Banipal – New Egyptian Writing (Spring 2006)

I only found out about Banipal a week or two ago and thought of buying a copy, but at 18 pounds for 3 issues (not too bad) and 17 pounds for shipping (ridiculous) forget that. Fortunately, I live near a major university and they have a subscription. I read through issue 25, New Writing from Egypt. First, I was impressed with the quality of the writing. Too often I have read journals that are compendiums of authors and they aren’t particularly interesting. The authors who I found interesting and have books in English were Ahmed Alaidy’s Being Abbas el Abd (American University Cairo, 2006), which not only was an interesting story, but lexicographically interesting; and Hamdy Abowgliel’s Thieves of Retirement (Syracuse University Press, 2006). They bother were in the more seedy and criminal seeming vain but look worth perusing.

In addition to these writers, were several who were more playful in their stories, such as Haytham Al-Wardany’s Pissing on the World which is just about boys pissing on streets and seeing what they can get away with. Also of note was Ibrahim Farghali’s brief story The Monotonous Rhythm of the Years of Drought which describes the humiliation a man feels when he cheats on his fiancé with his old girlfriend. Safaa Ennagar’s Amoeba was about a woman who wears shapely cloths before her marriage, but after must wear baggy ones. One day in a private moment she again finds the freedom to wear the tighter clothes and has a moment of transcendence.

The collection is filled with interesting works, although having looked at a couple other issues, I do know they can be a little poetry heavy which isn’t bad, just something I don’t read much.

To finish I’ll quote Ennagar who comments on the state of Egyptian writing:

Literary production in Egypt today is either a way of releving the poetic situation of the writer or a kind of intellectual luxury that goes beyond reality. It is a literature of the “ghetto” that neither affects, nor is affected by, social and political movements. It is new on the levels of both form and content, but is presented only within the circle of the literati; there is no interest in spreading it outside the small elite. The print-run is limited (usually 1000 copies) as official institutions generally support works that are more traditional and lasting.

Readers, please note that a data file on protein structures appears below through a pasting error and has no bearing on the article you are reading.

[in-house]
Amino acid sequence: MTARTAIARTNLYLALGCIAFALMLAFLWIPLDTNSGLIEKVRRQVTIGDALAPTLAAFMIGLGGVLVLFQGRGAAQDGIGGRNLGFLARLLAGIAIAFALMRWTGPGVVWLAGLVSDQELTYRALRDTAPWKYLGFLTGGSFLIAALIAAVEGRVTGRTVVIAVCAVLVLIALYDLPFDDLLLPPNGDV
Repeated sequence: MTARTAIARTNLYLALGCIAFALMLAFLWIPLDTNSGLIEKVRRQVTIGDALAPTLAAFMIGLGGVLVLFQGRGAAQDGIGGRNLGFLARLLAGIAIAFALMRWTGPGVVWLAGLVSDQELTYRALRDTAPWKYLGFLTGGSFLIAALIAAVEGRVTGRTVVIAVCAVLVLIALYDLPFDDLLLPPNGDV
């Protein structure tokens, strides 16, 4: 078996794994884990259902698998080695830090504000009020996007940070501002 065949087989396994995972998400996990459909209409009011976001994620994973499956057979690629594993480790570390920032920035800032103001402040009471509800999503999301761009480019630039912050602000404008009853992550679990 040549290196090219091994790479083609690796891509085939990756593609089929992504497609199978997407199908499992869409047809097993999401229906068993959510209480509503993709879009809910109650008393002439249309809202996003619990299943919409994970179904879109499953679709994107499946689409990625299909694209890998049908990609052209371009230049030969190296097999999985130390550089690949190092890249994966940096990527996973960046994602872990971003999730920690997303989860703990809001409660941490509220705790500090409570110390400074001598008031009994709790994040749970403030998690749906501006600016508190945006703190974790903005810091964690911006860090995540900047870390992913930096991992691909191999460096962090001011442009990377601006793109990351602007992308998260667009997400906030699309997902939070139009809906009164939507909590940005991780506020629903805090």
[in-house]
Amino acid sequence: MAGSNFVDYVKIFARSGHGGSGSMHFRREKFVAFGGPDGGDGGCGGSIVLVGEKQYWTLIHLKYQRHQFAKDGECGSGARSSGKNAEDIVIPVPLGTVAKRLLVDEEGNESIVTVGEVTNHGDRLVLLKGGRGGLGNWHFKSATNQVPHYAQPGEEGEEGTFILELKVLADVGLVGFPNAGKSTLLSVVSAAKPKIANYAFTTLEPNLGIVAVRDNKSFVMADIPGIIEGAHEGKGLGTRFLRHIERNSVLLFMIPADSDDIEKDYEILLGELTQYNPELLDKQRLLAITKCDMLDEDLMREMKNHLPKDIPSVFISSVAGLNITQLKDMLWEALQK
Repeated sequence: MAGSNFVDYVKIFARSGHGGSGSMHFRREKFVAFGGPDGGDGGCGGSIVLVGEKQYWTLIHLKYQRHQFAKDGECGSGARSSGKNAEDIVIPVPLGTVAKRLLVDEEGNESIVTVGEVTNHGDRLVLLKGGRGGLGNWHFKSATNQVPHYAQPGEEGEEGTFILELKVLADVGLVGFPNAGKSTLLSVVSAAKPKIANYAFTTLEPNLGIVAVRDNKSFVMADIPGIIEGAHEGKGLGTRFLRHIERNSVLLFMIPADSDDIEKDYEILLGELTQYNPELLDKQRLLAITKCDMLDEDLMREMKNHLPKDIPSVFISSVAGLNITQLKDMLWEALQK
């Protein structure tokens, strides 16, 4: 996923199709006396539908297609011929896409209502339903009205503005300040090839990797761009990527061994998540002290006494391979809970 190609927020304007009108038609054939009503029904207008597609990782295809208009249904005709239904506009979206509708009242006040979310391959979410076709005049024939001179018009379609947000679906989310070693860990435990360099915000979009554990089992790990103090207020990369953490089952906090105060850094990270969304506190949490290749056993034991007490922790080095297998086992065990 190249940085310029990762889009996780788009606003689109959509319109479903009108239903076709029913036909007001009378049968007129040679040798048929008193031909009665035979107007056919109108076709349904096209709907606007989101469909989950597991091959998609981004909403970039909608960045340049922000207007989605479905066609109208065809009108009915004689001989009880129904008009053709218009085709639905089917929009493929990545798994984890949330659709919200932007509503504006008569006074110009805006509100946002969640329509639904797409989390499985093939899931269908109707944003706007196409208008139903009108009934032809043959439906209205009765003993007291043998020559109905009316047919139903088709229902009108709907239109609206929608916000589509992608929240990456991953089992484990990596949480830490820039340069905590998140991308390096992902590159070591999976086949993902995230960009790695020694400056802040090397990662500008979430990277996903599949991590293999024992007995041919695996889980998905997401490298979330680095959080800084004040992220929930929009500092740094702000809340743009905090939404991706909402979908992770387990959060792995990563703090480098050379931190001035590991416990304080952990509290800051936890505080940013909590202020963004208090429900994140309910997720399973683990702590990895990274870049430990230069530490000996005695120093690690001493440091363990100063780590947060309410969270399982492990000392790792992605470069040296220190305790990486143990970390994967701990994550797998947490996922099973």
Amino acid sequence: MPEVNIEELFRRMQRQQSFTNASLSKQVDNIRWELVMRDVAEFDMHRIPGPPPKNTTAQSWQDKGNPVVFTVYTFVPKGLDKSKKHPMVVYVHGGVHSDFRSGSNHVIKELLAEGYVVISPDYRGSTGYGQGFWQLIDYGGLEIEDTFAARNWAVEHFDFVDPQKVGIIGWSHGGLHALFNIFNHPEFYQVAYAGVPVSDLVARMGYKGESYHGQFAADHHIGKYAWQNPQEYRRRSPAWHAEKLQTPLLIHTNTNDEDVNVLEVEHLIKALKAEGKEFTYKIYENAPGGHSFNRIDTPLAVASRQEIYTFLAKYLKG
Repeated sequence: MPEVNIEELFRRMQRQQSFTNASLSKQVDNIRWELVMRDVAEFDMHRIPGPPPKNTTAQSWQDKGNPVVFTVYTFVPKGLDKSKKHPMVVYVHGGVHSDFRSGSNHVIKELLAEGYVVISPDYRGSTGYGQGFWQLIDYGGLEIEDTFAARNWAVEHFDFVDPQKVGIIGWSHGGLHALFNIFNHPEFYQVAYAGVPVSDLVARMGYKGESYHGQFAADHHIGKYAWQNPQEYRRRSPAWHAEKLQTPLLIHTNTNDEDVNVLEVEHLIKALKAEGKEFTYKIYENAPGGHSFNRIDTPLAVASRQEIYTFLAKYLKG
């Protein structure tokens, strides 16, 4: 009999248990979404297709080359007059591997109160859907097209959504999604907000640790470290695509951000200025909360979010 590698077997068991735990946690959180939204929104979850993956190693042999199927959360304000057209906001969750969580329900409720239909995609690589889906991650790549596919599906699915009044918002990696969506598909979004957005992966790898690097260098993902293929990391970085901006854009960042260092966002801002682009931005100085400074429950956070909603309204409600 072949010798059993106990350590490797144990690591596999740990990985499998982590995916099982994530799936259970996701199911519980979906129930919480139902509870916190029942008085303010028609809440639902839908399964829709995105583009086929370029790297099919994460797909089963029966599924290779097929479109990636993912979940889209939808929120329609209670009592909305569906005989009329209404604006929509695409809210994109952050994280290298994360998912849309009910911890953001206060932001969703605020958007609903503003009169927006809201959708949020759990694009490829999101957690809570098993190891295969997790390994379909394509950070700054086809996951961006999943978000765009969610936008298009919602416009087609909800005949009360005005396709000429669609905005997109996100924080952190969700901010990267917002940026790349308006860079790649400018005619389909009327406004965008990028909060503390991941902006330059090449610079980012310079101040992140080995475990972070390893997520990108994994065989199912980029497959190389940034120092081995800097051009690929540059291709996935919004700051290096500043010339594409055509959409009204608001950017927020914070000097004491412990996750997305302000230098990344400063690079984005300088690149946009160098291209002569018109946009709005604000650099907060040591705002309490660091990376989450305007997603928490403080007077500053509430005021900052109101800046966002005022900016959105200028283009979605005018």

2 thoughts on “Banipal – New Egyptian Writing (Spring 2006)

  1. I haven’t read this Banipal (although I’m a current subscriber and, yes, pay and arm and a leg for them to ship to Egypt).

    I would say Ennagar exaggerates a bit—or maybe a great deal—to say that Cairo’s literary “ghetto” is fully apart from sociopolitical movements, and is not interested in spreading beyond the elite. That is certainly a thread in Egyptian literature, (for better as well as worse; it’s less affected by “bottom-line-ism” than lit in the U.S.) but does not explain the whole of it.

    Khaled al Khamissi’s /Taxi/, for instance, is clearly interested in engaging with a larger national consciousness. Alaa el Aswany, for all his flaws, also is keenly interested in sociopolitical realities. Publisher Dar el Shorouq has recently started looking at blogs and trying to turn them into more popular books with much larger print runs.

    A friend who recently lived for a while in Jerusalem and returned to Cairo was very disappointed with with the small numbers at a recent book event. In Palestine, she told me, an event like this would be jammed with people!

    So I agree, wholeheartedly, that there are large gaps between Cairo’s literati and non-. (Some of this is also the doings of censorship, another topic entirely.) But it would be untrue to say that no literary writers are interested in bridging this gap and engaging with “greater” Egypt.

  2. Thanks for the comments and perspective. As much as I’m interested in Arabic writing, I don’t have a great understanding on the scene. Your blog is sure a big help and I am glad I found it recently, although I think the list of books you have mentioned and which I’d like to read is now starting to get unmanageable. I also liked your interview in the Quarterly Conversation a couple months back.

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